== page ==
I told Toby Fox to skip questions he didn’t find interesting, and boy did he take me at my word. Frankly, I don’t blame him. When I’ve answered questions about things I’ve created, it was my hunger for recognition that made me sing my finest song. That’s where Toby Fox differs. He doesn’t seem to give a fuck what people think of him. Nonetheless, he took the time to answer my email, and I thank him for that. Now enjoy this (somewhat one-sided) conversation about Undertale, a game I quite enjoyed playing, by a guy who begrudgingly let me interview him. But hey, I did recommend he pull a Ted Kaczynski after all. Nyeh heh heh.
The Existential Gamer: Can you pinpoint the birth of UNDERTALE as an idea, or did it sort of coalesce in your mind over time?
Toby Fox: It originated when I decided to create a battle system in Game Maker. Then I made a game around it.
TEG: I really loved the fact that many of the branches in UNDERTALE‘s story seemed to lead to miniature “voids” where I was forced to contemplate what I’d just experienced without being “improved” in any quantitative way. Do you think that as gamers and people we have become addicted to numbers / money / experience in general?
TF: The addictive quality of “numbers increasing” is what drives a lot of games. But some of the most important things in life can’t be accurately represented by numbers. As for people’s lives, I have no comment.
TEG: The protagonist in UNDERTALE is of ambiguous gender. This is also true of many of the monsters he/she encounters along the way. Was this a design choice, and what role does androgyny play in your vision of the world?
TEG: Romance was one of the most interesting aspects of the game. In some situations there are sexual undertones in the dialogue, but these quickly give way to absurdity. Why did you choose to include flirting as a mechanism, and what role does sexuality play in a world like Undertale’s, where the storyline centers around the polar opposites of violence and non-violence?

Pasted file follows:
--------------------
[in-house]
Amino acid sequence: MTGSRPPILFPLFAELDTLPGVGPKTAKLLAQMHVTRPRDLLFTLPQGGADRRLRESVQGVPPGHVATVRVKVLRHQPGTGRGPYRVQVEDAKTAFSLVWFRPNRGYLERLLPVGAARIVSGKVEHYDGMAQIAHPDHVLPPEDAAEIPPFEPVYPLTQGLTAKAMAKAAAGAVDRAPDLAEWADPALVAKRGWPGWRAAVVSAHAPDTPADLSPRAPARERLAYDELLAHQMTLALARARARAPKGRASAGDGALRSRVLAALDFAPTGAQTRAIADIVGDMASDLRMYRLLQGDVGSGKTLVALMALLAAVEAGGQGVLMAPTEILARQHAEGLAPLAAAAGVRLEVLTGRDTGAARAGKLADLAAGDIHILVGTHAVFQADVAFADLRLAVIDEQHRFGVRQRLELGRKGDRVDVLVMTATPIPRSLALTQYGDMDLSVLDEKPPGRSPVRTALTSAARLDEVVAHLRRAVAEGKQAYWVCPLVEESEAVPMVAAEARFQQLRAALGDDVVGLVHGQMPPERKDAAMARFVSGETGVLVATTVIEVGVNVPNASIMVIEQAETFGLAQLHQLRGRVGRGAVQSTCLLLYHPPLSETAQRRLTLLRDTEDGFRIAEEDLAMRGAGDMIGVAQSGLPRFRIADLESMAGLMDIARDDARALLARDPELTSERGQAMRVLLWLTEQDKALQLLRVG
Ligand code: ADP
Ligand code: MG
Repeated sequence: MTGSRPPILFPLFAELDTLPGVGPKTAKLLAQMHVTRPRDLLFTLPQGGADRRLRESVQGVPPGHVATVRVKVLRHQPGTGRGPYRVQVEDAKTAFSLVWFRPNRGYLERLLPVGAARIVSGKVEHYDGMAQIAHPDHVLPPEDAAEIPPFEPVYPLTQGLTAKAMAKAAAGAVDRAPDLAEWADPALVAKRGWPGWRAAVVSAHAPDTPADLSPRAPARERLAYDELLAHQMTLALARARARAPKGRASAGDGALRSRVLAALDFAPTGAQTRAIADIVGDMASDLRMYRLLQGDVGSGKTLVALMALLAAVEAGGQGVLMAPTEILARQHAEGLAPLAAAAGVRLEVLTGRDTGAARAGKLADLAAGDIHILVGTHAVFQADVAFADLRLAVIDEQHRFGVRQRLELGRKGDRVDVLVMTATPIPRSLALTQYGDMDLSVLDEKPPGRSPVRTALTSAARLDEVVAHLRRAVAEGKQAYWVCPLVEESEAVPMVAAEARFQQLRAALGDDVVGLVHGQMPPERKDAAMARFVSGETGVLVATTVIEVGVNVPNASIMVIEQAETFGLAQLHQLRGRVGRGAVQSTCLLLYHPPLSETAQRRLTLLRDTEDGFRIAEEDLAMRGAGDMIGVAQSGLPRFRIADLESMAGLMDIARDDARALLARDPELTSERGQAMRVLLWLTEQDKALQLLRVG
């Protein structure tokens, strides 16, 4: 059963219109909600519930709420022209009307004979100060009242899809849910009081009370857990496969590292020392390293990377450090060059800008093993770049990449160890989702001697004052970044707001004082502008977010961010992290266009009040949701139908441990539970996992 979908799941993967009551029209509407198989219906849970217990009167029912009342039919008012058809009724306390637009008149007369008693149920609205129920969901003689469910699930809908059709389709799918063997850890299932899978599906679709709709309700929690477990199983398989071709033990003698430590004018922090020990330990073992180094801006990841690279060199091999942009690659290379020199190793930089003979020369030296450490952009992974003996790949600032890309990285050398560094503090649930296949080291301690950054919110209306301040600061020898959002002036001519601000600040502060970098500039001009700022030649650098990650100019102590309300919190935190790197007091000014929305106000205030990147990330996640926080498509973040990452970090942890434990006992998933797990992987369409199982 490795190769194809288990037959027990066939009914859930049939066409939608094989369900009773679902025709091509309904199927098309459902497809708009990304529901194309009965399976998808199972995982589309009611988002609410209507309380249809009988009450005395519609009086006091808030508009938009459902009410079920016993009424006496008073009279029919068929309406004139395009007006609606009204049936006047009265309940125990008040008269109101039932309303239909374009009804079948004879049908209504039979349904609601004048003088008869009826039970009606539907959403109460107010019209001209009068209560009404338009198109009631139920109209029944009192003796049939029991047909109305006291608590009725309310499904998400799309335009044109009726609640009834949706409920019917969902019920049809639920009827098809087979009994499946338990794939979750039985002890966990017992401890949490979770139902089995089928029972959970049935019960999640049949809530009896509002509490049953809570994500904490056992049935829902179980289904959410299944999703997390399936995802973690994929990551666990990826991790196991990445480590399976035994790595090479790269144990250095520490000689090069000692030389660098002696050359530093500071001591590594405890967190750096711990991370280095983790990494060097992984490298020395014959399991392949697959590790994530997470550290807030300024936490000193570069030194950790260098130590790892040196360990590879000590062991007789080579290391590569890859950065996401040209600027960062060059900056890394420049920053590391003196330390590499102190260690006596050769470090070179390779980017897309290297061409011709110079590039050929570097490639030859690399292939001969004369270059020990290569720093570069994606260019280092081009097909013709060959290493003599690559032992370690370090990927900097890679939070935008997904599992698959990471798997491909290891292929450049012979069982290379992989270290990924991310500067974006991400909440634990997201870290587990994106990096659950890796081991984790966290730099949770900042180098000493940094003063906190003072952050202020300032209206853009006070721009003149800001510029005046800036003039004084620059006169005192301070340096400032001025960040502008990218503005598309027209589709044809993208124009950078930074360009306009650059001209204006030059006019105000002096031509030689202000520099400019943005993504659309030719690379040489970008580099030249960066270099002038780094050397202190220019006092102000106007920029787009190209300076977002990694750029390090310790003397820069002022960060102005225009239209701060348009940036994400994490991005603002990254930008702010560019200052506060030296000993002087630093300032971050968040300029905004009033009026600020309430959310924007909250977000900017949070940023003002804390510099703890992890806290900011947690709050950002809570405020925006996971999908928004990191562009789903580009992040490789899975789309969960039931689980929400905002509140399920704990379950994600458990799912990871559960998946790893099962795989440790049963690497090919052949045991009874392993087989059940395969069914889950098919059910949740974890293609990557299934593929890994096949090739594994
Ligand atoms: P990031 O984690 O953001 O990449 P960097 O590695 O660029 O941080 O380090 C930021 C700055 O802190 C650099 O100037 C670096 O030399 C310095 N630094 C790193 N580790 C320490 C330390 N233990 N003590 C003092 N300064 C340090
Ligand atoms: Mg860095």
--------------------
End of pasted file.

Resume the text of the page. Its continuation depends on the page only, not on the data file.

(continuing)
TEG: If you had to pick someone to spend the rest of your life with, would it be Sans or Papyrus? Why?
TEG: A book in the Snowdine library reads: “Love, hope, compassion … humans have proven that their souls don’t need these things to exist.” Do you perceive the morality play in UNDERTALE as beyond the duality of “good vs evil”, or are these terms still useful to us as human beings in the 21st century?
TF: Regarding UNDERTALE‘s morality, my opinion is kind of irrelevant. I’d be interested in what you think about it, though.
TEG: What’s the last game you really, really enjoyed playing? Why?
TF: Ghost Trick, because the story was excellent and tied into the gameplay in a novel way. Highly recommended if you like Shu Takumi’s other games.
TEG: What’s the game you’ve played the most over the course of your life? Why?
TF: UNDERTALE, because I had to test it.
Second place: Earthbound, because I was part of an Earthbound fan community and it was a cornerstone of my life. (Editor’s note: Toby has since published a tweet that reads “recently i said in an interview that the game i had played the most ever was earthbound and i just realized IT’S ACTUALLY SMASH BROS MELEE”)
TEG: UNDERTALE doesn’t dig very deeply into the backstory of its protagonist, and there is no mention of his/her parents or life before falling into the hole. Why is that?
TEG: You composed the entire musical score of UNDERTALE, and I found it to be gorgeous and atmospheric, an integral part of the story-telling. Did you write the pieces specifically for the game, or did they exist before the scenes they score?
TF: Over 90% of the songs were composed for the game. I always wrote the songs before I started programming those parts, besides the credits song. Having music helps me decide how the scene should go.
Here are the songs that were composed for other projects, then absorbed into this one:
– Nyeh Heh Heh
– Another Medium
– Fallen Down
There’s an arrangement of a song from a previous project here, as well. People are well aware of this one.
TEG: Although I wouldn’t place UNDERTALE in the “post-apocalyptic” genre, there is a real feeling of wandering through a world in the aftermath of a cataclysm. Why have video games and art in general become so obsessed with the end of the world, and where would you place humanity on the spectrum from “no end in sight” to “it’s already happened, dude”?
TF: UHHH??? SKIP???
TF: Beats me.
TEG: Has the success of the game come as a surprise to you? Are you enjoying the attention from the media or is it a bizarre nuisance?
TF: Hmmm… I guess it’s slightly more than I expected. I’m glad I can make a positive difference in so many peoples’ lives, but I hate answering interview questions.